How are the lives of people in former Communist countries now? As these "transitional" countries struggle from totalitarian communist to democratic capitalist are people's lives improved, if not idyllic? Before going to Armenia, a former republic Soviet Union, to teach public administration to university students, I had no idea about life there; I barely knew where the country was. Many friends and family thought I was crazy, a woman sixty years old, with a good job, leaving the relative ease of the United States and going off alone to a poor foreign country. As it turned out, joining the Civic Education Project was a wise decision, launching me on a profound journey, both inner and outer. The journey was characterized by surprise, shock, and amazement; by loss, grief and self-doubt; by wonder, laughter, love, and pleasure and ultimately by a sense of emerging wholeness and growing confidence that I can muddle through most situations that I meet in life. Such a journey isn't for everyone but for me it was a remarkable opportunity for learning more about life - and living.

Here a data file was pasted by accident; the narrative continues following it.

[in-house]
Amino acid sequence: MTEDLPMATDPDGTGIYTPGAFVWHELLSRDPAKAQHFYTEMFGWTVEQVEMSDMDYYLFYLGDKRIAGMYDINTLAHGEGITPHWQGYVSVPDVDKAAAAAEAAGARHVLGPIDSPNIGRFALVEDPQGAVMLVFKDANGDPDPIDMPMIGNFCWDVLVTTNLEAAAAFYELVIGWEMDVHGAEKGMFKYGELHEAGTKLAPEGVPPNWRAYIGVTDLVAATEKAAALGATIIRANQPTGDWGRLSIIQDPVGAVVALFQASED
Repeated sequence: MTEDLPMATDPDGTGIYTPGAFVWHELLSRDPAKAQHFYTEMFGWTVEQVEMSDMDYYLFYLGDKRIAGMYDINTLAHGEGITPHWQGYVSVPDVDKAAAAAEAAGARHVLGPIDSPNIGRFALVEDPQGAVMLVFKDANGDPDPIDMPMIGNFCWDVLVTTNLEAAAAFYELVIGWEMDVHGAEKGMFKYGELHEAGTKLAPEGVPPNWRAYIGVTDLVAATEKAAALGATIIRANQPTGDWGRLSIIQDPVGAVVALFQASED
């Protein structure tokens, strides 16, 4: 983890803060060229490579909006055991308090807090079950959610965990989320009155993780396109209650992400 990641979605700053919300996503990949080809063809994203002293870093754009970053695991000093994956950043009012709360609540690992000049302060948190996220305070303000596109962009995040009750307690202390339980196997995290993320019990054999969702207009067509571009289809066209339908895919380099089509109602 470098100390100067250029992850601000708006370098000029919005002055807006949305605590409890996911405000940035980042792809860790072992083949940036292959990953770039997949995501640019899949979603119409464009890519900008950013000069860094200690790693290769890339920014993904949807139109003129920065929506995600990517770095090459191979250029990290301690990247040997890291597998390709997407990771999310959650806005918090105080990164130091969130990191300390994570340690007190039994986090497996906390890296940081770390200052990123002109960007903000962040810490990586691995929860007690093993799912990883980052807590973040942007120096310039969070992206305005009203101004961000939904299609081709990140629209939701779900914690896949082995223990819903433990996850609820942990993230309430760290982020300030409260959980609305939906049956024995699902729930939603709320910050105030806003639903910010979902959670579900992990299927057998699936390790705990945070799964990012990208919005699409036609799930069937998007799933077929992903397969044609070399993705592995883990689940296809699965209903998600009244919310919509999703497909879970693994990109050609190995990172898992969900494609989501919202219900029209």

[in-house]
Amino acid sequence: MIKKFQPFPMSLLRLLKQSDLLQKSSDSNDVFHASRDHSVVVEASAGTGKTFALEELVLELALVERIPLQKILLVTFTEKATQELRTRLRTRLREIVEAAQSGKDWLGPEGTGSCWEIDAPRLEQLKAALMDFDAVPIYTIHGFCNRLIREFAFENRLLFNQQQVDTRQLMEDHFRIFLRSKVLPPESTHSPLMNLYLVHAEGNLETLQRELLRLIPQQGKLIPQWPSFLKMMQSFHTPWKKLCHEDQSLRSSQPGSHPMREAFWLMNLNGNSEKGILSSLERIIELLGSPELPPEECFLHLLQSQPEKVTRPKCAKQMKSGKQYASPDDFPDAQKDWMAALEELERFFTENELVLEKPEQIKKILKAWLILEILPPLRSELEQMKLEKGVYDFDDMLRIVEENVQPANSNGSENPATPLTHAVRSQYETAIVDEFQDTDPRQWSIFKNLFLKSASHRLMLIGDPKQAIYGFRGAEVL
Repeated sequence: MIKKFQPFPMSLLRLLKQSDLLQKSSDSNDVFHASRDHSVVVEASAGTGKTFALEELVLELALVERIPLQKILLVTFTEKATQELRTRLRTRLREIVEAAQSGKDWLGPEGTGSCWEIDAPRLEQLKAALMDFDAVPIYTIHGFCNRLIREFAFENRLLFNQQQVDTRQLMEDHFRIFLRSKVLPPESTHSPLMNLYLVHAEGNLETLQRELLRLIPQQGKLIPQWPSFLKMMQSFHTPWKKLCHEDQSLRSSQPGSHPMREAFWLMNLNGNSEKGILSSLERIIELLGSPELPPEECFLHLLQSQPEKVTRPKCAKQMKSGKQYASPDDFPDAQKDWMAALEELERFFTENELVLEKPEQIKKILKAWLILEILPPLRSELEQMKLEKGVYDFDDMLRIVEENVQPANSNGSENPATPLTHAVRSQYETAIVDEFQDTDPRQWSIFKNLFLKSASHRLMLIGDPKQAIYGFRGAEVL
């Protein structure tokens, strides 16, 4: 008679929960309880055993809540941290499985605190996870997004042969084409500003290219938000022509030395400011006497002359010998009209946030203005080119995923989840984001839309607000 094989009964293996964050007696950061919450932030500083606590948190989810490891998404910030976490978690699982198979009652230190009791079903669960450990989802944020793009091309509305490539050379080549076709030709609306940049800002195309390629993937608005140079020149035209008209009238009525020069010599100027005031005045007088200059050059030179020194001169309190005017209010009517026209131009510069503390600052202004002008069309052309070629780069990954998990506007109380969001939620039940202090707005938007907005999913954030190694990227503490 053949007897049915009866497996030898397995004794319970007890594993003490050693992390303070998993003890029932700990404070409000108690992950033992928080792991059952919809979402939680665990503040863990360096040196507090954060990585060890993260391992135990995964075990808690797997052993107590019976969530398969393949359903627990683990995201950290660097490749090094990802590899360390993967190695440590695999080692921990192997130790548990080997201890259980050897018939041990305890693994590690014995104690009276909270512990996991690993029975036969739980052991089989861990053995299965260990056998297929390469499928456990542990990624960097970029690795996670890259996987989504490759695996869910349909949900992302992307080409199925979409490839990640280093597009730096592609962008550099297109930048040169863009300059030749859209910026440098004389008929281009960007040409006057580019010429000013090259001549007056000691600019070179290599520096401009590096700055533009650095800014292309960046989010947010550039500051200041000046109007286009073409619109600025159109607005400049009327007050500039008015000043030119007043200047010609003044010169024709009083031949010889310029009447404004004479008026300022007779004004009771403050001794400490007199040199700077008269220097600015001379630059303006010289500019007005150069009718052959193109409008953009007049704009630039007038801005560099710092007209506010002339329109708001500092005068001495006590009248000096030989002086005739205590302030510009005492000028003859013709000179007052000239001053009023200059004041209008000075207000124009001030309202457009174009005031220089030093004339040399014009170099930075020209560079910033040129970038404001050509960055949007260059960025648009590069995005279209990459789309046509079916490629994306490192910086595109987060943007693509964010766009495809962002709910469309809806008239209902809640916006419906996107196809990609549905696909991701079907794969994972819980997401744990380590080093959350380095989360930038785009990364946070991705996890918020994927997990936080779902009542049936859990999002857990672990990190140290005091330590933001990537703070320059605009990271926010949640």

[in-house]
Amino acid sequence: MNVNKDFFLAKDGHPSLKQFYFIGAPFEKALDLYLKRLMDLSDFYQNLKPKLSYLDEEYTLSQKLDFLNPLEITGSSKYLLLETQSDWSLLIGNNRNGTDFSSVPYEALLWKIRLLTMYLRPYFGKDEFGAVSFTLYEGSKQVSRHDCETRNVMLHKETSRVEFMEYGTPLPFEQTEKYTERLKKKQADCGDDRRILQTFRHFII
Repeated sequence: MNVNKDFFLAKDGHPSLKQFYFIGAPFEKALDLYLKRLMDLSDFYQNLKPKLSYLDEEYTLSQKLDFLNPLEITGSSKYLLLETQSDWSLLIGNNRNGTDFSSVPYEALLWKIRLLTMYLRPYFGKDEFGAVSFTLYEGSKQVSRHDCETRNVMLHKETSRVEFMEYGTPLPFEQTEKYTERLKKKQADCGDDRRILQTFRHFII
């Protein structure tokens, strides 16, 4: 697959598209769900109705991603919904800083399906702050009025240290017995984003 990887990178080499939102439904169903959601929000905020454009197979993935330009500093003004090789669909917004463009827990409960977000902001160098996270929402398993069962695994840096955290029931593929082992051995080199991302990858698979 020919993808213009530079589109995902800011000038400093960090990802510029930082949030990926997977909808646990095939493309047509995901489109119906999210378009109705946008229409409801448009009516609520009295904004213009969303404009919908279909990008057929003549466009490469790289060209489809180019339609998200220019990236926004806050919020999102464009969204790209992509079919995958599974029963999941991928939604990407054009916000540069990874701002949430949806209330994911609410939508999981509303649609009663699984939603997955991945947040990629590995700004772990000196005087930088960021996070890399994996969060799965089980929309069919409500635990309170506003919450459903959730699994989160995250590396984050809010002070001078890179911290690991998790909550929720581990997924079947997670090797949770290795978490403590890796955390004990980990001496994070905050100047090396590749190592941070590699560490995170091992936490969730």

Each new season of the school year brought change. The city, my apartment, my work, my circle of friends changed radically, sometimes in ways that I liked, sometimes in ways I didn't. The change I experienced most keenly, though, was the internal change brought by the struggle to cope with external circumstances while at the same time keeping my sights on my true aspirations. My hope is that this account will enable the reader to glimpse the charm and quirks of Armenia at this stage, to understand some of the challenges of the transition and at the same time to experience how personal change can be fostered by throwing oneself into a foreign environment.